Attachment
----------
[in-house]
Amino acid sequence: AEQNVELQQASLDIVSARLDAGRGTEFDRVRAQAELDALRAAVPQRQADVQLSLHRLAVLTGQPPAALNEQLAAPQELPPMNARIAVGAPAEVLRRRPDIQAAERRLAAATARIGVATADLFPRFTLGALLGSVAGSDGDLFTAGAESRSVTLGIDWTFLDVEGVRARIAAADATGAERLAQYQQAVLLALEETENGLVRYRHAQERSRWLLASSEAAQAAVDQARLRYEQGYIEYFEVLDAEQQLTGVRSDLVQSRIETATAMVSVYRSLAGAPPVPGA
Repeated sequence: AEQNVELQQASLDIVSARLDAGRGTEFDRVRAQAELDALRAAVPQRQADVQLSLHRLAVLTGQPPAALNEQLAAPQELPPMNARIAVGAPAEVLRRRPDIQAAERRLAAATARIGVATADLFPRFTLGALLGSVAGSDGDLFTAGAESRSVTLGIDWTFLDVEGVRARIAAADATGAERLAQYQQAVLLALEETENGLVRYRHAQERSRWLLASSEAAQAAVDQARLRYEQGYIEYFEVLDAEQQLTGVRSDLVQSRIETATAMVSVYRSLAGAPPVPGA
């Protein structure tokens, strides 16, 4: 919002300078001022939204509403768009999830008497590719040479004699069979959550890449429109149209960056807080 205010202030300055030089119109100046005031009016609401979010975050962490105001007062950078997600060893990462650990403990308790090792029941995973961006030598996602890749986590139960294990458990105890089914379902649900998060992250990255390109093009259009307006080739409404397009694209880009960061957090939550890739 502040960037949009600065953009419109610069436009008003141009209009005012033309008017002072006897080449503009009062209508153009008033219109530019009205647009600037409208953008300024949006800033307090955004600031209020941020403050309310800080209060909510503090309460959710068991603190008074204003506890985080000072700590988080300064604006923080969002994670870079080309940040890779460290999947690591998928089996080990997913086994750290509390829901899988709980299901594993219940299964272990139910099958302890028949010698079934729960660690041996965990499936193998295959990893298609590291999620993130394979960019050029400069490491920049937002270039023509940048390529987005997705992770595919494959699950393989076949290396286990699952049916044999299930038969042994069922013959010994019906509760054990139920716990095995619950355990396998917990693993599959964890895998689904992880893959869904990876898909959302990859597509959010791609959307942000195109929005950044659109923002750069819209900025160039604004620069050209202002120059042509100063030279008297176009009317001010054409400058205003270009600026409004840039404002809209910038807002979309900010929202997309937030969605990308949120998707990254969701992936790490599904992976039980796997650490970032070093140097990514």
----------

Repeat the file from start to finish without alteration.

[in-house]
Amino acid sequence: AEQNVELQQASLDIVSARLDAGRGTEFDRVRAQAELDALRAAVPQRQADVQLSLHRLAVLTGQPPAALNEQLAAPQELPPMNARIAVGAPAEVLRRRPDIQAAERRLAAATARIGVATADLFPRFTLGALLGSVAGSDGDLFTAGAESRSVTLGIDWTFLDVEGVRARIAAADATGAERLAQYQQAVLLALEETENGLVRYRHAQERSRWLLASSEAAQAAVDQARLRYEQGYIEYFEVLDAEQQLTGVRSDLVQSRIETATAMVSVYRSLAGAPPVPGA
Repeated sequence: AEQNVELQQASLDIVSARLDAGRGTEFDRVRAQAELDALRAAVPQRQADVQLSLHRLAVLTGQPPAALNEQLAAPQELPPMNARIAVGAPAEVLRRRPDIQAAERRLAAATARIGVATADLFPRFTLGALLGSVAGSDGDLFTAGAESRSVTLGIDWTFLDVEGVRARIAAADATGAERLAQYQQAVLLALEETENGLVRYRHAQERSRWLLASSEAAQAAVDQARLRYEQGYIEYFEVLDAEQQLTGVRSDLVQSRIETATAMVSVYRSLAGAPPVPGA
């Protein structure tokens, strides 16, 4: 919002300078001022939204509403768009999830008497590719040479004699069979959550890449429109149209960056807080 205010202030300055030089119109100046005031009016609401979010975050962490105001007062950078997600060893990462650990403990308790090792029941995973961006030598996602890749986590139960294990458990105890089914379902649900998060992250990255390109093009259009307006080739409404397009694209880009960061957090939550890739 502040960037949009600065953009419109610069436009008003141009209009005012033309008017002072006897080449503009009062209508153009008033219109530019009205647009600037409208953008300024949006800033307090955004600031209020941020403050309310800080209060909510503090309460959710068991603190008074204003506890985080000072700590988080300064604006923080969002994670870079080309940040890779460290999947690591998928089996080990997913086994750290509390829901899988709980299901594993219940299964272990139910099958302890028949010698079934729960660690041996965990499936193998295959990893298609590291999620993130394979960019050029400069490491920049937002270039023509940048390529987005997705992770595919494959699950393989076949290396286990699952049916044999299930038969042994069922013959010994019906509760054990139920716990095995619950355990396998917990693993599959964890895998689904992880893959869904990876898909959302990859597509959010791609959307942000195109929005950044659109923002750069819209900025160039604004620069050209202002120059042509100063030279008297176009009317001010054409400058205003270009600026409004840039404002809209910038807002979309900010929202997309937030969605990308949120998707990254969701992936790490599904992976039980796997650490970032070093140097990514």